In the main, carbon credits represent a voluntary commitment to offset emissions from one source by purchasing and retiring a carbon credit that represents carbon saved elsewhere.
To be clear, there are very few markets in which the use or retirement of carbon credits is mandatory and regulated.
Some compliance, or “cap-and-trade” markets allow the use of a limited number of carbon credits as part of a compliance strategy, but the majority of compliance must be done with jurisdictional permits, also called allowances.
Examples of those markets where some carbon credits can be used include California, the northeastern US RGGI market and South Korea.
In each of these markets there are limits on how many credits may be used, and in many cases there are guidelines on what type of project the credits may be sourced from.
In California, for example, an emitting installation may surrender carbon credits representing no more than 4% of its total compliance obligation, and half of this amount must come from specific projects that provide direct benefits to California.
There is only one compliance market that exists for credits only: the International Civil Aviation Organisation’s Carbon Offset and Reduction Scheme for International Aviation (CORSIA).
As a United Nations body, ICAO is governed by its member countries, and they are responsible for setting the rules and parameters that regulate the market. ICAO’s secretariat is the administrator that implements members’ decisions.
CORSIA sets a 2019 baseline for allowable emissions, and any emissions over and above 2019 levels must be offset with approved types of carbon credit.
Airlines are required to measure and report the annual emissions from their entire fleet, and to retire carbon credits representing any growth above the 2019 baseline.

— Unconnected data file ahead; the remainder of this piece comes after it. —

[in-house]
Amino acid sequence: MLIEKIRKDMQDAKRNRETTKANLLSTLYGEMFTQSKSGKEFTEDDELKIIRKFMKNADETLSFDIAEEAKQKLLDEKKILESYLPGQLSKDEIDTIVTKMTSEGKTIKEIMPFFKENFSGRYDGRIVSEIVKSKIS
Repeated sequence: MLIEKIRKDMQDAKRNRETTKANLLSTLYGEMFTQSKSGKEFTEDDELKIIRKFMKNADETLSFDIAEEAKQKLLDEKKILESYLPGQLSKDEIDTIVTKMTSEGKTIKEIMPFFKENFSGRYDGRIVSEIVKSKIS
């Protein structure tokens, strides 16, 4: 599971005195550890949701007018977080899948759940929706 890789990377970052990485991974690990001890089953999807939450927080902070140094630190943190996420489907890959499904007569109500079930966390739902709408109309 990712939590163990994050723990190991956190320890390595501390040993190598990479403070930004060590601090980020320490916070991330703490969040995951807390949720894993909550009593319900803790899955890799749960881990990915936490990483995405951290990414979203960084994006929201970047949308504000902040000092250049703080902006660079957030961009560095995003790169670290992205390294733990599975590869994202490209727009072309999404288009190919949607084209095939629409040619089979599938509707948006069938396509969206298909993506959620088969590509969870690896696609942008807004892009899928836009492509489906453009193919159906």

CORSIA was launched in 2021 and is coming to the end of its three-year pilot phase. In 2024 the first official (yet voluntary) phase of the market begins, before participation becomes mandatory in 2027.
While countries may voluntarily opt to participate in the first phase (2024-2027), once they have decided to join, compliance for airlines from participating countries becomes mandatory.
Beyond the compliance markets mentioned above, there is no regulated marketplace for carbon credits. What exists instead is a largely unregulated collection of individual exchanges offering trading in various categories of carbon credits and some derivatives contracts.
While the trading of physical carbon credits is not presently regulated, the trade in derivatives is subject to relevant legislation in host countries, and consequently trading in carbon credit futures is rather specialised and carried out on a limited number of platforms such as CME and ICE Futures.
But physical trading is widespread. As the carbon credit market is still in its relative youth, a large number of companies have entered this space seeking to build scale and become the favoured platform for trading.
And as the United Nations continues to develop its own carbon credit market under Article 6 of the Paris Agreement, more companies and indeed countries are seeing the potential for carbon trading around the world.
Host countries are establishing trading rules for the carbon credits that will be developed in line with the emerging UN market system.
A growing number of initiatives in countries ranging from Indonesia to Brazil is developing rules for trading and setting up exchanges where carbon credits from projects in their country can be bought and sold.
The outlook for carbon credits remains positive, but much will depend on how the voluntary and Paris-aligned markets co-exist. Once the architecture of the Article 6 market is complete, participants will be better placed to understand the relative strengths and opportunities of the respective markets.